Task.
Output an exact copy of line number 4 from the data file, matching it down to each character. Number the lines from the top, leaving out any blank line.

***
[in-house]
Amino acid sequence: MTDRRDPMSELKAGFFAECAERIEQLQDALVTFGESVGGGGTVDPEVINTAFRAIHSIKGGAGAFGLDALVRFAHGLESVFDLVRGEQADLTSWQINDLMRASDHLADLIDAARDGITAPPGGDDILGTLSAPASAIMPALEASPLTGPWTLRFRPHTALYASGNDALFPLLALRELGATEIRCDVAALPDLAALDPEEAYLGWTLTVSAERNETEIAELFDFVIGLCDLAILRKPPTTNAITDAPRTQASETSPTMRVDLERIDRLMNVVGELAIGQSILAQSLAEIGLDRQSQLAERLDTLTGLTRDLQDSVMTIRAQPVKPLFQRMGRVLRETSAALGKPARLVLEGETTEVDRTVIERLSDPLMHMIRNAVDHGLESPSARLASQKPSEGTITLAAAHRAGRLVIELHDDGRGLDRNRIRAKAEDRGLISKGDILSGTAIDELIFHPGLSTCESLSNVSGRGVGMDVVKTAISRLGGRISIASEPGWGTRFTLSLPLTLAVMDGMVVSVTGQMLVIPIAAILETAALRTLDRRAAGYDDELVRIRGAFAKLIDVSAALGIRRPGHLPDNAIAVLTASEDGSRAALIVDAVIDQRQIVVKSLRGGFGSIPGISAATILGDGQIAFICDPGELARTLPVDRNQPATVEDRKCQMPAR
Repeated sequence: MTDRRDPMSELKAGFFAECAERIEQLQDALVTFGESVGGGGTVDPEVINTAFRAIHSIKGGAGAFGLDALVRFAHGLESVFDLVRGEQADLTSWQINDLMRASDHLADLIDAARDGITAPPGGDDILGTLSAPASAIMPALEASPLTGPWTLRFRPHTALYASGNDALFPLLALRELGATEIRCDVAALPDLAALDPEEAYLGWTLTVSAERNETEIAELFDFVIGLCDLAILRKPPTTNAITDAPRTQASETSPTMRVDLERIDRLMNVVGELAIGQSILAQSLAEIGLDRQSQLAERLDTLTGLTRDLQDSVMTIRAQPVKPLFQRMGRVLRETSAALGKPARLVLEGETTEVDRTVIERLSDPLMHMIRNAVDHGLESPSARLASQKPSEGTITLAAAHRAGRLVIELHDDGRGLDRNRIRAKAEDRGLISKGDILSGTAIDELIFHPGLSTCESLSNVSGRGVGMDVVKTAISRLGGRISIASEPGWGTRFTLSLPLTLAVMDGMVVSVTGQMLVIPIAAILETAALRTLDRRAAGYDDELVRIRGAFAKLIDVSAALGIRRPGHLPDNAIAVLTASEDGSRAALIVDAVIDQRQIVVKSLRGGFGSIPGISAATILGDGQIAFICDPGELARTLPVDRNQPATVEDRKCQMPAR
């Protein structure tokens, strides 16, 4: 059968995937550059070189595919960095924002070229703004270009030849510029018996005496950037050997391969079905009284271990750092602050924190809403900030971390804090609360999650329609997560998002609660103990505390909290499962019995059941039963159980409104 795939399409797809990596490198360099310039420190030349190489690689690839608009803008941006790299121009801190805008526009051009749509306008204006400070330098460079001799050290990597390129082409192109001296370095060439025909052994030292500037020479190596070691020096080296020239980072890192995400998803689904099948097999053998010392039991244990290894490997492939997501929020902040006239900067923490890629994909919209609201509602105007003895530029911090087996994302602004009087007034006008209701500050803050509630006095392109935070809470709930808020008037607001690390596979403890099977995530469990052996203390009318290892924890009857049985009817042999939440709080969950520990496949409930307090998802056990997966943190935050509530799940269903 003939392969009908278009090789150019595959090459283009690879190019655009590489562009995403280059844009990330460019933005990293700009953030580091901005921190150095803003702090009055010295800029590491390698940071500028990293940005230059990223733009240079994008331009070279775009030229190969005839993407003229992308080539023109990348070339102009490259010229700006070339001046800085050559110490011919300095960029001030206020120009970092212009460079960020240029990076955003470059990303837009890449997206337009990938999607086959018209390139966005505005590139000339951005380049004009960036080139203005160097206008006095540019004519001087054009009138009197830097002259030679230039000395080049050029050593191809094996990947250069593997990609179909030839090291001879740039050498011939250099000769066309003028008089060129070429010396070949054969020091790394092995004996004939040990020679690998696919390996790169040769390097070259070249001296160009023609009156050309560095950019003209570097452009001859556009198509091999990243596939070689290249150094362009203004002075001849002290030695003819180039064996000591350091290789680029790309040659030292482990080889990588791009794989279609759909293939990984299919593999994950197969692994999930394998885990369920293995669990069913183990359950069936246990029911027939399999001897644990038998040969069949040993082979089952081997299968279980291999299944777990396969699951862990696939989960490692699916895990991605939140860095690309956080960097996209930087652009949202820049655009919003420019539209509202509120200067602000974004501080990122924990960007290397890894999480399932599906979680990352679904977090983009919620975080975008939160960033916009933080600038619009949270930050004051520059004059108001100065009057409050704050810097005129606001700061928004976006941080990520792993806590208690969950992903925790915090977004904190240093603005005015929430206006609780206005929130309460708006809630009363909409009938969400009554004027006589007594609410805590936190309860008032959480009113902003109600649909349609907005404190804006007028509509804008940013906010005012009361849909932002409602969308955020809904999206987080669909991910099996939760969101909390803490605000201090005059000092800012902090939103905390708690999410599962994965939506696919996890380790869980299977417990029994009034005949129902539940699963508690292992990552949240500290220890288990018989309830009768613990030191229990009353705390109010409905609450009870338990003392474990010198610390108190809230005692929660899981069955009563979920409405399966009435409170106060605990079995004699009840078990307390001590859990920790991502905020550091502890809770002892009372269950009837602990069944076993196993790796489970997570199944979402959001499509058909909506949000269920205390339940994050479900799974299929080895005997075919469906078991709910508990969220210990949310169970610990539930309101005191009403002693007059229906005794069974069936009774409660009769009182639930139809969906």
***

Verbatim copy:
């Protein structure tokens, strides 16, 4: 059968995937550059070189595919960095924002070229703004270009030849510029018996005496950037050997391969079905009284271990750092602050924190809403900030971390804090609360999650329609997560998002609660103990505390909290499962019995059941039963159980409104 795939399409797809990596490198360099310039420190030349190489690689690839608009803008941006790299121009801190805008526009051009749509306008204006400070330098460079001799050290990597390129082409192109001296370095060439025909052994030292500037020479190596070691020096080296020239980072890192995400998803689904099948097999053998010392039991244990290894490997492939997501929020902040006239900067923490890629994909919209609201509602105007003895530029911090087996994302602004009087007034006008209701500050803050509630006095392109935070809470709930808020008037607001690390596979403890099977995530469990052996203390009318290892924890009857049985009817042999939440709080969950520990496949409930307090998802056990997966943190935050509530799940269903 003939392969009908278009090789150019595959090459283009690879190019655009590489562009995403280059844009990330460019933005990293700009953030580091901005921190150095803003702090009055010295800029590491390698940071500028990293940005230059990223733009240079994008331009070279775009030229190969005839993407003229992308080539023109990348070339102009490259010229700006070339001046800085050559110490011919300095960029001030206020120009970092212009460079960020240029990076955003470059990303837009890449997206337009990938999607086959018209390139966005505005590139000339951005380049004009960036080139203005160097206008006095540019004519001087054009009138009197830097002259030679230039000395080049050029050593191809094996990947250069593997990609179909030839090291001879740039050498011939250099000769066309003028008089060129070429010396070949054969020091790394092995004996004939040990020679690998696919390996790169040769390097070259070249001296160009023609009156050309560095950019003209570097452009001859556009198509091999990243596939070689290249150094362009203004002075001849002290030695003819180039064996000591350091290789680029790309040659030292482990080889990588791009794989279609759909293939990984299919593999994950197969692994999930394998885990369920293995669990069913183990359950069936246990029911027939399999001897644990038998040969069949040993082979089952081997299968279980291999299944777990396969699951862990696939989960490692699916895990991605939140860095690309956080960097996209930087652009949202820049655009919003420019539209509202509120200067602000974004501080990122924990960007290397890894999480399932599906979680990352679904977090983009919620975080975008939160960033916009933080600038619009949270930050004051520059004059108001100065009057409050704050810097005129606001700061928004976006941080990520792993806590208690969950992903925790915090977004904190240093603005005015929430206006609780206005929130309460708006809630009363909409009938969400009554004027006589007594609410805590936190309860008032959480009113902003109600649909349609907005404190804006007028509509804008940013906010005012009361849909932002409602969308955020809904999206987080669909991910099996939760969101909390803490605000201090005059000092800012902090939103905390708690999410599962994965939506696919996890380790869980299977417990029994009034005949129902539940699963508690292992990552949240500290220890288990018989309830009768613990030191229990009353705390109010409905609450009870338990003392474990010198610390108190809230005692929660899981069955009563979920409405399966009435409170106060605990079995004699009840078990307390001590859990920790991502905020550091502890809770002892009372269950009837602990069944076993196993790796489970997570199944979402959001499509058909909506949000269920205390339940994050479900799974299929080895005997075919469906078991709910508990969220210990949310169970610990539930309101005191009403002693007059229906005794069974069936009774409660009769009182639930139809969906």